It has often been said that the Church is the heart and hands of Jesus to an unbelieving world. Those congregations and ministries that are reaching out during this pandemic to those lacking food, on the verge of homelessness, or grieving for departed loved ones, are truly doing gospel work. “If anyone has material possessions and sees a brother or sister in need but has no pity on them, how can the love of God be in that person? Dear children, let us not love with words or speech but with actions and in truth” (1 John 3:17).

We, the Church, need to be diligent to respond to both the practical and spiritual needs around us.

At the same time, how do we handle such discouragement? We are witnessing in our national and global life what sometimes happens in personal life. We take two steps forward, but then take one step back. It seems like we are making little progress at times in life.

The Apostle Paul has some wonderfully encouraging words for us, born out of his own experience of trial and difficulty during his many missionary journeys.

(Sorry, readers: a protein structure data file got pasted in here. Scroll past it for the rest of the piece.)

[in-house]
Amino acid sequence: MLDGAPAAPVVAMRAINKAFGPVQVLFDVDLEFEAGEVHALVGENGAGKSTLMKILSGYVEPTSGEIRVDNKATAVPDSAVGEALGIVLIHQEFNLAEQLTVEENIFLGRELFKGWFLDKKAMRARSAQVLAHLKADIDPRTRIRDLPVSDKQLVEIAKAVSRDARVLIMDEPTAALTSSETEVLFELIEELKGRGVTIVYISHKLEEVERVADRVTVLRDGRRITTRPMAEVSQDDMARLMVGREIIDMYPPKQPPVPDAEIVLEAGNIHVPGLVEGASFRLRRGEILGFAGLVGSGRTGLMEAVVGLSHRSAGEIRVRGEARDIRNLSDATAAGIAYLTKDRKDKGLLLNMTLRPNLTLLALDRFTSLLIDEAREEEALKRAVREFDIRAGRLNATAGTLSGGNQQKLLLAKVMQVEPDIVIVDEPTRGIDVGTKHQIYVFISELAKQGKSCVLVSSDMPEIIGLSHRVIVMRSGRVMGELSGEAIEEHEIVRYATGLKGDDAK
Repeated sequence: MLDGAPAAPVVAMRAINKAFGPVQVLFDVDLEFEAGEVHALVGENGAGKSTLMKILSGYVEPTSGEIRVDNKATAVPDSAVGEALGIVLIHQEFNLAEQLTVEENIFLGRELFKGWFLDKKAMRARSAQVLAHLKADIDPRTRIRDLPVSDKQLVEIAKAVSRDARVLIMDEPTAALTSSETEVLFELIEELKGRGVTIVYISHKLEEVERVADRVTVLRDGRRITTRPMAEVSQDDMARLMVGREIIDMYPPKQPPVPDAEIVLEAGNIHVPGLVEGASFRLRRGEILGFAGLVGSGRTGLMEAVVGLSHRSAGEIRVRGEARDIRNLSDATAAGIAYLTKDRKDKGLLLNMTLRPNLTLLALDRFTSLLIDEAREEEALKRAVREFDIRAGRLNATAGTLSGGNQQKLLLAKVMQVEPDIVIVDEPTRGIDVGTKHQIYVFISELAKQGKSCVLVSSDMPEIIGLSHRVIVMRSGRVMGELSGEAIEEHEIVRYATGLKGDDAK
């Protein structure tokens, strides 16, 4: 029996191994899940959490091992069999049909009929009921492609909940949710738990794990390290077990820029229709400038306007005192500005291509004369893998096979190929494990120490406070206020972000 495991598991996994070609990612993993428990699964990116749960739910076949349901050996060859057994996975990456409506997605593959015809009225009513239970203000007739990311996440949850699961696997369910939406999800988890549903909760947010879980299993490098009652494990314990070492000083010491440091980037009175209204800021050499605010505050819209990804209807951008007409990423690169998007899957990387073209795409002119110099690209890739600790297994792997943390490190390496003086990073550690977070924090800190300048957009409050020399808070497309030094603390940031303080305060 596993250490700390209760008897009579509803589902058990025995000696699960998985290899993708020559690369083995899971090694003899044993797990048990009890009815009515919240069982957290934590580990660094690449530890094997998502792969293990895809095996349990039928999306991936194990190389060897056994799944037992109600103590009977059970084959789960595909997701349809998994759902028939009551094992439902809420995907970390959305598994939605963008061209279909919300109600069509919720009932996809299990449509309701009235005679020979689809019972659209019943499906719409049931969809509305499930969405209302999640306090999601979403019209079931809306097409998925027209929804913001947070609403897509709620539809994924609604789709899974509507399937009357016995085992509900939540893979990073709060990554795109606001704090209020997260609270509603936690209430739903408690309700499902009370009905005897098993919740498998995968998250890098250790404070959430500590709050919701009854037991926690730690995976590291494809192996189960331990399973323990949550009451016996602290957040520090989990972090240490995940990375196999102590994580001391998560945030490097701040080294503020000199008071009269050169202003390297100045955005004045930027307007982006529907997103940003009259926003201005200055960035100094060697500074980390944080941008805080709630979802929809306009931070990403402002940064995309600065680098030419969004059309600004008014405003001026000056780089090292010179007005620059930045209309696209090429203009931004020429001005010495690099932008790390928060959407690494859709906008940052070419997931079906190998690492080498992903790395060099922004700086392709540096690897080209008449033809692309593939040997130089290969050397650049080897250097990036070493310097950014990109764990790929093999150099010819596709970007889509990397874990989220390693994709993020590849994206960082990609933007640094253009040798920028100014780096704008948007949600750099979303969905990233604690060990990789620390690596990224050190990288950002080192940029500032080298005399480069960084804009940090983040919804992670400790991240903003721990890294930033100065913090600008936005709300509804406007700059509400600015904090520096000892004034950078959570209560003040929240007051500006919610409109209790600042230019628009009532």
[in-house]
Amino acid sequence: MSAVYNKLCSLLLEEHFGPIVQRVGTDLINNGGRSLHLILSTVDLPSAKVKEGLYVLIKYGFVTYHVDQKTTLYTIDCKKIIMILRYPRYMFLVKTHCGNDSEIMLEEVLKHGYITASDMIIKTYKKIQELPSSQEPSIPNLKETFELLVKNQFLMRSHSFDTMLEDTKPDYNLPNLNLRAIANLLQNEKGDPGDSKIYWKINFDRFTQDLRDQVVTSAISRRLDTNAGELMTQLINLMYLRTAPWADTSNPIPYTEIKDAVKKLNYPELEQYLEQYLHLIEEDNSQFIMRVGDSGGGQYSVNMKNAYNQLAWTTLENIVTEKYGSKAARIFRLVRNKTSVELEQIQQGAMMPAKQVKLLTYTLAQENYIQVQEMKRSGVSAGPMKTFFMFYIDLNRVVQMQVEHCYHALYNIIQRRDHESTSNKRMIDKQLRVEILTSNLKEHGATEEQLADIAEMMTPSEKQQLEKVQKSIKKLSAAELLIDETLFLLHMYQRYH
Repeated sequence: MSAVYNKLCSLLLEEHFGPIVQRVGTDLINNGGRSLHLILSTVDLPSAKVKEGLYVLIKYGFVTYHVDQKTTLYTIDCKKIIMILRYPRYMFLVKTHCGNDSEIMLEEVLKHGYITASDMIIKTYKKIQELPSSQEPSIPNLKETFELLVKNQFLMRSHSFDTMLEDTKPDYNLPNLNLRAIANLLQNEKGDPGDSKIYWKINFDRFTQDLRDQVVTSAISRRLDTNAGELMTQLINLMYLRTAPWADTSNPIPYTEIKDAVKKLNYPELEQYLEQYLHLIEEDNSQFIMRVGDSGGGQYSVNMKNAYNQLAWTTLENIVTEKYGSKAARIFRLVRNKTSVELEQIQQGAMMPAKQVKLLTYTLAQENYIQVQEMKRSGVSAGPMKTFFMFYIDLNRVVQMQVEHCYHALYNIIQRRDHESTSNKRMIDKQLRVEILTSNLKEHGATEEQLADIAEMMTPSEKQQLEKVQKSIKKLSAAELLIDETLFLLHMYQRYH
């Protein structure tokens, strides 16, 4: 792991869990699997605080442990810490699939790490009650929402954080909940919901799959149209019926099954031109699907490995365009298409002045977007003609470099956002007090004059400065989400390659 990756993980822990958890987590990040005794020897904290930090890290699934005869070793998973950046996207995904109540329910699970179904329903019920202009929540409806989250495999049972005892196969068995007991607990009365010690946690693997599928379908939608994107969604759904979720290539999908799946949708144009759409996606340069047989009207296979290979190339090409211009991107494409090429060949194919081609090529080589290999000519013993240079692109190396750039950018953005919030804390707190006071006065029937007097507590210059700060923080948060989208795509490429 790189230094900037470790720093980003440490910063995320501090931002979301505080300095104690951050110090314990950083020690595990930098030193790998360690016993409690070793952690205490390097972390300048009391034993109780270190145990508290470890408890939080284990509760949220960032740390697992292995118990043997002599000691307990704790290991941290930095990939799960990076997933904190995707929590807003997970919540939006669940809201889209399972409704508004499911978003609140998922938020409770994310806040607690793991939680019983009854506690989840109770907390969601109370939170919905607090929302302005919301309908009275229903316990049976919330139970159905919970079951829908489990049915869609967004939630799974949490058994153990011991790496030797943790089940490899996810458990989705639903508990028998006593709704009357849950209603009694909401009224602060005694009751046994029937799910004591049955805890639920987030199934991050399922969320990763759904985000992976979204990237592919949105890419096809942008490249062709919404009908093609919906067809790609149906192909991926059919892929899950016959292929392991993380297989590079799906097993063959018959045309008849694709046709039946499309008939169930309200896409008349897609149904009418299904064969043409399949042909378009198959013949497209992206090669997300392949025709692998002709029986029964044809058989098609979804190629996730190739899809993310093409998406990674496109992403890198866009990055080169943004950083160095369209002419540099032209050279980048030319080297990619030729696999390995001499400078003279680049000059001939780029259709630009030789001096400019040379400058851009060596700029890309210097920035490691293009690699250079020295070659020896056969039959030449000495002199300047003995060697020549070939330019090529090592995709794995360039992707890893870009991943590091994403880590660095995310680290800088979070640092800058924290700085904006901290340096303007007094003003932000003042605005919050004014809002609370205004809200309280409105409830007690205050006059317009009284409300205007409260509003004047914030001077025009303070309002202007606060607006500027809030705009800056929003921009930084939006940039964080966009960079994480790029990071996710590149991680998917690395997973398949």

But we have this treasure in jars of clay to show that this all-surpassing power is from God and not from us. We are hard pressed on every side, but not crushed; perplexed, but not in despair; persecuted, but not abandoned; struck down, but not destroyed. We always carry around in our body the death of Jesus, so that the life of Jesus may also be revealed in our body. For we who are alive are always being given over to death for Jesus’ sake, so that his life may be revealed in our mortal body. … Therefore, we do not lose heart. Though outwardly we are wasting away, yet inwardly we are being renewed day by day. For our light and momentary troubles are achieving for us an eternal glory that far outweighs them all. So we fix our eyes not on what is seen, but on what is unseen. For what is seen is temporary, but what is unseen is eternal. (II Corinthians 4:7-12, 16-18)

What Paul is talking about here is relying upon the power of God when our own power is weak or non-existent. The power of God “surpasses all” but is housed in “jars of clay” — our mortal, human, frail bodies and minds. The power of God working in and through us makes up for what we lack. He is strong when we are weak. He is love when we are tempted to hatred and discord. He is assurance when we are in panic mode. He is everything when it feels like we have nothing.

If we focus on what we have and what we bring, we will surely lose hope. But if we focus on what God has and what he brings, we will not lose hope. God is able when we are not. God works when we cannot. God gives courage when we have lost ours. God is there when we need him the most.